Distinguishing features of academic writing #5: Accuracy

accuracyIn our final discussion of this series on distinguishing features of academic writing, we focused on accuracy. Specifically, we considered what it means to be accurate, how understanding and vocabulary affects accuracy, how to check for accuracy in sources we use, how accuracy affects the structure, style, and grammar of a manuscript, and why accuracy is important in academic writing. Below is a summary of the discussion. [Read more…]

TAA Webinar: A Crash Course in Creative Commons Licensing

Did you know that over 1 billion works — including scholarly articles and a growing number of academic textbooks — have been licensed with a Creative Commons (CC) license? Though widely adopted, these continually-updated, legally-enforceable tools remain a mystery to academic writers. Many authors are unaware of the permissions afforded to them through the CC licenses, and many are unaware of permissions afforded to users when a specific CC license is applied to their work by an open-access publisher.

Join us and presenters Danielle S. Apfelbaum, Senior Assistant Librarian at Farmingdale State College, and Derek Stadler, Assistant Professor at LaGuardia Community College, Monday, April 6 from 11 a.m. to 12 p.m. ET for the TAA Webinar, “A Crash Course in Creative Commons Licensing”, to understand how copyright and the CC licenses work in concert to protect author rights while communicating additional permissions to users, identify and interpret each of the six CC licenses, determine how CC-licensed materials may or may not be used without permission in traditional and open publications, and select a license should attendees wish to openly license their work.

This webinar is open to members and non-members in our effort to support writers during this difficult time. Register here

Distinguishing features of academic writing #4: Objectivity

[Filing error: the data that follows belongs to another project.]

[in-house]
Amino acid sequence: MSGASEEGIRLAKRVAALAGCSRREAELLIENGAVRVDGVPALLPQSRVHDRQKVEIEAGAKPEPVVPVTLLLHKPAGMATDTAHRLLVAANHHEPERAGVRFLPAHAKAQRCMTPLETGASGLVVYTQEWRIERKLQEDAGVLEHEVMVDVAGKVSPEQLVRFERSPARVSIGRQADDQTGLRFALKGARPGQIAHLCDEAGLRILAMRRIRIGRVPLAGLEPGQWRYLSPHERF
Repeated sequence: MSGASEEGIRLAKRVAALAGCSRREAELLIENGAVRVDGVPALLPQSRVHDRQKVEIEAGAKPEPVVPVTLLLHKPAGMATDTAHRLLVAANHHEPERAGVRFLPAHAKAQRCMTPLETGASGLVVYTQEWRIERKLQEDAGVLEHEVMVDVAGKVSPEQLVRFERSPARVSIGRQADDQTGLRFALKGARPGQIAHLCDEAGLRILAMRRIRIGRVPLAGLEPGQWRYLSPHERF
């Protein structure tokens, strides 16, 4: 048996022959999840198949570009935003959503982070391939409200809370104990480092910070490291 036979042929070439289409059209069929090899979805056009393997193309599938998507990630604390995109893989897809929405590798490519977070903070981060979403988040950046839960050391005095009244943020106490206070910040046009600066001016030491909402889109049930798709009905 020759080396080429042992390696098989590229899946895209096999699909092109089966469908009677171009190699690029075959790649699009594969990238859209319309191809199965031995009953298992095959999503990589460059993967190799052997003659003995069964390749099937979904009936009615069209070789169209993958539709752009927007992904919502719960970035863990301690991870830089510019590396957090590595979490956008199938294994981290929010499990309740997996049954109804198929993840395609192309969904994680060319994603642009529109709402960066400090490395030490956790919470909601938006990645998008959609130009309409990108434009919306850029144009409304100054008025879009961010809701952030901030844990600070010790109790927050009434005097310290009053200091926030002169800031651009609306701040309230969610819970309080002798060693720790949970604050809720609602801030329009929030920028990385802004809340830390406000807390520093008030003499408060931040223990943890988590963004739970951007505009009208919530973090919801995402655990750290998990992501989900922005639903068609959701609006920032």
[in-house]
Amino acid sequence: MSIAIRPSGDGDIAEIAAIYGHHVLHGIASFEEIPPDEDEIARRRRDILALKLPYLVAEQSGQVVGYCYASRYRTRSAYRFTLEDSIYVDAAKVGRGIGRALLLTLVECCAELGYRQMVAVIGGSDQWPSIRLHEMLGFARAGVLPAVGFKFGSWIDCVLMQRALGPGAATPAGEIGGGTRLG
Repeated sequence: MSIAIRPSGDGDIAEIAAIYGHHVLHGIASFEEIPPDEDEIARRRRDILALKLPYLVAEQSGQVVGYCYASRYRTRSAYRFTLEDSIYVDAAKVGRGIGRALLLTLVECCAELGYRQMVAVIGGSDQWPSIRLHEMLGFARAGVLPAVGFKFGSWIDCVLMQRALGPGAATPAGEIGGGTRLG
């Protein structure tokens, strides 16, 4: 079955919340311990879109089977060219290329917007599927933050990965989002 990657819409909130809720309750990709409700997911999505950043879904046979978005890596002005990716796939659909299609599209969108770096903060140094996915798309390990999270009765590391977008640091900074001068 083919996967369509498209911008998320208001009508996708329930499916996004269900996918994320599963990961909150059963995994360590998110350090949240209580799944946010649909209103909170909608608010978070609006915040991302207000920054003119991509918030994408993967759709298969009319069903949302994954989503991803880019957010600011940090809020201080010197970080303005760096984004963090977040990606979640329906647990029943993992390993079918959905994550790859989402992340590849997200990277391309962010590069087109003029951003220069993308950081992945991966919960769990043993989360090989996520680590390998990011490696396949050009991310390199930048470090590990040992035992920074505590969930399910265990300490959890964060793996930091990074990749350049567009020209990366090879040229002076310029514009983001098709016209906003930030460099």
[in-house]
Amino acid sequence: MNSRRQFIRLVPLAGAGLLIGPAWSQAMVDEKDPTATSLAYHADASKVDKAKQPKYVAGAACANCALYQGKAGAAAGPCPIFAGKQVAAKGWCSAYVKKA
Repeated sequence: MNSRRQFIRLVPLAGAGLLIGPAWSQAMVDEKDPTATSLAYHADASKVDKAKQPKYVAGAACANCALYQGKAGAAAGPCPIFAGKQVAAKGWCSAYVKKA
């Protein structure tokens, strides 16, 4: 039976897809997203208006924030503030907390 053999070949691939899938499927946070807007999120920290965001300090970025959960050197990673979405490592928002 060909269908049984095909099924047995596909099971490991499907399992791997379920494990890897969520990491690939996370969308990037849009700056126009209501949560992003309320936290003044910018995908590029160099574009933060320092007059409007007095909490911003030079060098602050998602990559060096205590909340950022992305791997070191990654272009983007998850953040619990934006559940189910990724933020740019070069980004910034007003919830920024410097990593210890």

fresh work area with a blank screen on the laptopA good researcher is objectively seeking answers to their research questions and reporting those findings objectively to the community at large. But what does it mean to write objectively? How do we maintain objectivity where possible? Finally, how do we make efforts to identify and avoid bias in our academic writing?

In our fourth discussion of the distinguishing features of academic writing, we discussed all of these questions. A summary of the discussion and related resources is below. [Read more…]

Seeking contributors for forthcoming TAA book, ‘Guide to Making Time to Write​’

Have you developed a successful time management or productivity strategy? Do you use any software or tools that have been particularly helpful in managing your time or boosting your productivity?

Share your time management or productivity tips or strategies for possible inclusion in TAA’s forthcoming book, ​”​Guide to Making Time to Write: 100+ Time & Project Management Tips for Textbook and Academic Authors​”.​

All contributors will receive a complimentary ebook version upon publication!

Submit your contributions

2020 TAA Council elections – Cast your vote

Six candidates are running for two open positions on the TAA Council, the association’s governing board. Terms begin July 1, 2020. Council members serve three-year terms.

A link to the ballot was emailed to TAA members on March 16. To be eligible to vote, individuals must be members in good standing. If you are a TAA member and cannot vote electronically, contact Kim Pawlak at Kim.Pawlak@TAAonline.net or (507) 459-1363 to request a paper ballot. The deadline for voting is April 12.  [Read more…]

TAA Webinar: Revising Scholarly Manuscripts – Quickly and Well